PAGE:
Sato stood at the door to his office long enough for him to realize he had no idea how long he had been standing there. Then he heard “It’s open.”

And as he opened the unlocked door, Sato took a sight he had seen a thousand times, Ken Abe smoking a cigarette and reading the morning’s sports pages, all tussled hair, rumpled jacket and scuffed loafers in pose of careless nonchalance. The image pleased Sato immensely. “Perhaps things aren’t as new as I think they are,” he muttered as he walked to the center of the office, eying an empty chair behind a small lonely gray desk with a telephone, calendar, pen and notebook atop it. On a side table along one wall he saw a bucket of ice, highball glasses, and a pitcher of iced coffee.

Abe peered above the top of the newspaper. “You’re here, I see.”

“Yes, I’m here.”

Abe had heard the tentative steps to the door, the pause – Abe could have counted to five and knew that as soon as he said “six,” the doorknob would turn, and there he would stand, Shig Sato, ready to start his new day. Abe watched his friend wander around the small office, peer into corners where there was nothing to see and open the blinds of the three large windows, whose bottom pane opened outward, offering an escape for Abe’s cigarette smoke while offering up all the cacophony known as a busy Tokyo intersection, this one mere yards from their window.

Abe lit another cigarette to keep his iced coffee company, but kept his eyes on his friend as he walked around the office. His silence was born of shock. Sato was wearing a yellow sport shirt, worn khakis, and green socks above scuffed white sneakers, but it was the round blue cotton twill hat with the canvas rim, soft and faded by years in the sun, that made him stare. He recovered quickly enough to noticing Sato fix a look at everything in the office, one item at a time. He had seen this performance before: whenever Shig Sato entered a room for the first time, he inspected it much like a dog sniffing at every corner. He never pointed this out to his friend. Anyway, Sato would have denied any behavior resembling a canine. Abe was content to sit, and watch. He knew what he had to tell him would not be welcome.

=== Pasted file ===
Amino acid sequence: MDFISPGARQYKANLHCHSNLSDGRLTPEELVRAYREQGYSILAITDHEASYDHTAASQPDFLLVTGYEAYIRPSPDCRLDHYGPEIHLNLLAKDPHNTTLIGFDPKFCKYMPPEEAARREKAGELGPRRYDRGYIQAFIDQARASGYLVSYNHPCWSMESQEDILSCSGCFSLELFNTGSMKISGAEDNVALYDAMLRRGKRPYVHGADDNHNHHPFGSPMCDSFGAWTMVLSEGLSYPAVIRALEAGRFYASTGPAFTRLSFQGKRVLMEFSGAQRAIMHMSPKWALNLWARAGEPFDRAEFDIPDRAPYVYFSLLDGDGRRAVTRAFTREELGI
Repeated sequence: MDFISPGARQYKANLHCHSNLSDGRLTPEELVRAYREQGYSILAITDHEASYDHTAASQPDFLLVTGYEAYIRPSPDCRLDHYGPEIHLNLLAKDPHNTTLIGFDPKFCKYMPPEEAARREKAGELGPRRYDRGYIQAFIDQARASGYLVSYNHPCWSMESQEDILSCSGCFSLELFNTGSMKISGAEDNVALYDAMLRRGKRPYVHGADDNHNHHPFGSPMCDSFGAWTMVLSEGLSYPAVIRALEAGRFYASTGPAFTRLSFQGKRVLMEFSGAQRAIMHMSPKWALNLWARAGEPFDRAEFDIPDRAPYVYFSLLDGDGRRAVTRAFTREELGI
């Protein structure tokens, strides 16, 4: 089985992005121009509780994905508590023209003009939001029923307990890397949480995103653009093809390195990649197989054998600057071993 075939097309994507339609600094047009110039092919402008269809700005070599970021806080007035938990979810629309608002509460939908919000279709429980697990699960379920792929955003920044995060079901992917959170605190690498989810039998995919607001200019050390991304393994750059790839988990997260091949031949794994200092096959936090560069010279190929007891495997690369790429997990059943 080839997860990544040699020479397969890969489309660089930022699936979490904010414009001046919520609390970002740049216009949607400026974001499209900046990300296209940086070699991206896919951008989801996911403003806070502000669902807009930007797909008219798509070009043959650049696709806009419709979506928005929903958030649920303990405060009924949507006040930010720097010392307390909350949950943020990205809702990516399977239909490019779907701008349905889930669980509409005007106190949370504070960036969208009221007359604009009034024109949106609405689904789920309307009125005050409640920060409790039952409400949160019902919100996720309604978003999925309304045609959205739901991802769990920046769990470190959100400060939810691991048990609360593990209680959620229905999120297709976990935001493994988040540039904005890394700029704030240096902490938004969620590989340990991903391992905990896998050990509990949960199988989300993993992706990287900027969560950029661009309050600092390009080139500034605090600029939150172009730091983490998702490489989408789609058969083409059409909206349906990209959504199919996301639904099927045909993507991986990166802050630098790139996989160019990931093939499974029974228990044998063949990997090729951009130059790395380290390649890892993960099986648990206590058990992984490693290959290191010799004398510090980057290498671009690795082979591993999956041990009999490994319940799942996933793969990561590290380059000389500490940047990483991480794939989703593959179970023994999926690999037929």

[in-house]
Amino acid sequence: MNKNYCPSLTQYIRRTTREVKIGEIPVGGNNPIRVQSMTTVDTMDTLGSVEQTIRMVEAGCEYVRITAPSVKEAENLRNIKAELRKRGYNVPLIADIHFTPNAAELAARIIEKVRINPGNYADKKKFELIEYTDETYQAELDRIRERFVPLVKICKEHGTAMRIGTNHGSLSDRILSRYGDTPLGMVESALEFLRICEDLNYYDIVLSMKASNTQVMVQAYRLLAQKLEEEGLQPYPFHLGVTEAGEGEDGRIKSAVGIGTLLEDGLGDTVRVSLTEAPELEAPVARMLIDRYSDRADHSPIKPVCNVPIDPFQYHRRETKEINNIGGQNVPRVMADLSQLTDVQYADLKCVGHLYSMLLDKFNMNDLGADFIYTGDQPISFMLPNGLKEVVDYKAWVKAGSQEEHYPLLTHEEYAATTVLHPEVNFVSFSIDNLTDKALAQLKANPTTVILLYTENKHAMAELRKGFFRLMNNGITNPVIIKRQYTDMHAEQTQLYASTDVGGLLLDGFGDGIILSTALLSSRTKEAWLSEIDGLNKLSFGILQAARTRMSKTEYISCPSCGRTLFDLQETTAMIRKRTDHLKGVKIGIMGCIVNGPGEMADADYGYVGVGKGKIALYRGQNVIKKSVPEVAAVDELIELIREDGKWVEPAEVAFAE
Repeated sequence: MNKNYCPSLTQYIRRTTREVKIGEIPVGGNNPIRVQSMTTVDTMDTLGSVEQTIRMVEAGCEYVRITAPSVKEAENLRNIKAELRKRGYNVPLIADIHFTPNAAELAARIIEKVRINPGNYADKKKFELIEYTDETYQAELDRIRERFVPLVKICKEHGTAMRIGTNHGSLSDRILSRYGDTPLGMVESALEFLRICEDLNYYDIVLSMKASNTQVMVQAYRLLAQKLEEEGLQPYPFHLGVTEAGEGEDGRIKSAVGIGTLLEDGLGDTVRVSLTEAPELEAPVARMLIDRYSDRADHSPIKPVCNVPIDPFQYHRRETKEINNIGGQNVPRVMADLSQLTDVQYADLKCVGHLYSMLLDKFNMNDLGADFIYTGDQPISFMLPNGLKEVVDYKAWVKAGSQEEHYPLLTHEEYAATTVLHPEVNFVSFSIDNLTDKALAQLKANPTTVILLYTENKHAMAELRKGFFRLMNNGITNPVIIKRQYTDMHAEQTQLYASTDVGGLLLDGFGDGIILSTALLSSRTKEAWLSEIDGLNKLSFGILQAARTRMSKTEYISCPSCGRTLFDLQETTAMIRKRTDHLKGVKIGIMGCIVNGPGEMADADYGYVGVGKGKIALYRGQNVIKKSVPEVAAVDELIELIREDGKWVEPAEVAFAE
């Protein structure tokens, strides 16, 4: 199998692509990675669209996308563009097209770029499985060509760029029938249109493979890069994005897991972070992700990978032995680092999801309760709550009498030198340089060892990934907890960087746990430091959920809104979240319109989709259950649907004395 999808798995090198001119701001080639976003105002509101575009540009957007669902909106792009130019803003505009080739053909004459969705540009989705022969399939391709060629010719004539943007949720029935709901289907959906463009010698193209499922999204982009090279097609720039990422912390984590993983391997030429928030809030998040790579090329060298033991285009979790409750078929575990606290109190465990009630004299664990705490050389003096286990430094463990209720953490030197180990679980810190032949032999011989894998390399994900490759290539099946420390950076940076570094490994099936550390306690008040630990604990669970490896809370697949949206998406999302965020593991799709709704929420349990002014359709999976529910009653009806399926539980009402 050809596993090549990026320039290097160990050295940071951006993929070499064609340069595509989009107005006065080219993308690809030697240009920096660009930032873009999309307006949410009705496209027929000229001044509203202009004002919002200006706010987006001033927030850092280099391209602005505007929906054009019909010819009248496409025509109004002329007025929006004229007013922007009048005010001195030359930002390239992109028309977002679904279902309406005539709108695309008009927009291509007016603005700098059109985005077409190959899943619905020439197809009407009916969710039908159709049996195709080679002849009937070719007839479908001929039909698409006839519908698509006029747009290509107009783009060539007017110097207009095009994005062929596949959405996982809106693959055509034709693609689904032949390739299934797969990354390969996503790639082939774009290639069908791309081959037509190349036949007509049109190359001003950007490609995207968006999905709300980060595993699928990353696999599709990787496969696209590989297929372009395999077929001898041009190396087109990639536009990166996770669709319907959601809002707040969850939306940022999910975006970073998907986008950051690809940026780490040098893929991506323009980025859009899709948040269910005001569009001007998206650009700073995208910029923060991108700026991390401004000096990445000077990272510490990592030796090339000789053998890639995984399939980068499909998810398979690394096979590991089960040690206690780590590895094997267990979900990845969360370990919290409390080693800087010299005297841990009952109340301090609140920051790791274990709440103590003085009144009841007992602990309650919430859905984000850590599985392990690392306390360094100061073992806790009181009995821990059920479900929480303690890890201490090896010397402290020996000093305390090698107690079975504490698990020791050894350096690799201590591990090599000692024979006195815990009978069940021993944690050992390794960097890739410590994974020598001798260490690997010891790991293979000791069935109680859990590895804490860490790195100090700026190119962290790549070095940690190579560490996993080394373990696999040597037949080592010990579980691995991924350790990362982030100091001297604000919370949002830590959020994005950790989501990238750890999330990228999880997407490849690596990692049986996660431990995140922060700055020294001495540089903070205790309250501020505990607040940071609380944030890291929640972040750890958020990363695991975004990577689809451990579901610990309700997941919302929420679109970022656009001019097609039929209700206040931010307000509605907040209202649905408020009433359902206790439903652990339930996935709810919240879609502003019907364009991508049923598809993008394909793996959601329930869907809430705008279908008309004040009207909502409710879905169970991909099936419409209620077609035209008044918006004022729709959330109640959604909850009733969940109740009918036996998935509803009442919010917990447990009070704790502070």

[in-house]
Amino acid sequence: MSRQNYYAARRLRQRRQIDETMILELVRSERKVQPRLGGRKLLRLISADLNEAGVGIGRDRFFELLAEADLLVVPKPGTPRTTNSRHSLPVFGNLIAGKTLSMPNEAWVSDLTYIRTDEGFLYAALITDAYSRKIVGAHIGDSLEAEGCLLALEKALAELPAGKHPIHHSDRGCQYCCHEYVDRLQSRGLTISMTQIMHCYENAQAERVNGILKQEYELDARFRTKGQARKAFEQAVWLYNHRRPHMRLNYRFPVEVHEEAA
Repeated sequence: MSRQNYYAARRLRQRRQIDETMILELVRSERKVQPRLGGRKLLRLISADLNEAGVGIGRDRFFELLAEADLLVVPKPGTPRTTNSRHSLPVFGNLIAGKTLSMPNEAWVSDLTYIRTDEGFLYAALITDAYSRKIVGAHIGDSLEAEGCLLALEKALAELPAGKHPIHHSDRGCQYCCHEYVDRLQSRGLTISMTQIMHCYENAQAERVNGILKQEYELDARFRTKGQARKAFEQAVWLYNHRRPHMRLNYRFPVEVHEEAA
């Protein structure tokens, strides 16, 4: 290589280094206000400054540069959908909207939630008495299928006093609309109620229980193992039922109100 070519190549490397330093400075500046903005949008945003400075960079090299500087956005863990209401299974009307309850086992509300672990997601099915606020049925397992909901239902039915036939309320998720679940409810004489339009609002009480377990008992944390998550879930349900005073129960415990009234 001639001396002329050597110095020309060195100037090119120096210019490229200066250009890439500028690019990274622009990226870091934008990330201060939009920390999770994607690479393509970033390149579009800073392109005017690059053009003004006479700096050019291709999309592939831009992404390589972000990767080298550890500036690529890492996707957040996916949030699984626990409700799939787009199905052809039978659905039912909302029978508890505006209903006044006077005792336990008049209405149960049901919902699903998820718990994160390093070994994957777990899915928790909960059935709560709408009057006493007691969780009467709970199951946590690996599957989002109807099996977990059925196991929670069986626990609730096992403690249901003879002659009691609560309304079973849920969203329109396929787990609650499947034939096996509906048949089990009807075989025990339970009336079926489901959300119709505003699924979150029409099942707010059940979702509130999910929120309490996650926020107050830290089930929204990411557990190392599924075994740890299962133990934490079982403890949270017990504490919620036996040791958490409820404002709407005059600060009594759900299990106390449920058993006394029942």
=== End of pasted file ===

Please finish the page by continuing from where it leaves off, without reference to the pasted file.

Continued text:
As Sato settled into his chair, Abe asked, “Have you seen the papers? Watched the news?”

“No, I wasn’t really paying attention to anything when I walked to the station,” he said, settling his body into the chair, testing it for strength and comfort. “I was people watching, quite frankly. Wondering if I would see anyone I knew. I didn’t.”

“You took the train?”

Sato turned in the chair to the right, then to the left. “Yes. Why?”

“No reason.”

Abe knew Sato’s power of concentration could block out the world around him. Ignoring the morning news was not surprising. But the thought of Shig Sato a morning commuter seemed amusing. He watched Sato for another moment before casually saying, “Well, I got a call this morning.”


“Osaki Police Station. From Saburo Matsuda himself.”

Sato looked up. “Matsuda? What does the station chief at Osaki Police Station want?”

“He wants you.”

This got Sato’s attention.

“At Osaki? Why –”

“Matsuda wanted to know if you were in town. I was happy to tell him that yes, you were.”

“Thanks a lot.”

Abe put down his paper and snuffed out his cigarette. “Remember how we picked up the Kobayashi twins at the end of the Down Low case?”

Sato nodded. It was only two months before, and it was his last case with the Tokyo Metropolitan Police Department. He was at Azabu Police Station for his last month on the force. He had looked forward to returning to regular investigative work. He had spent two years working security details for the Imperial Household Agency and for English-speaking foreign diplomats who visited the city, since he was fluent in that language.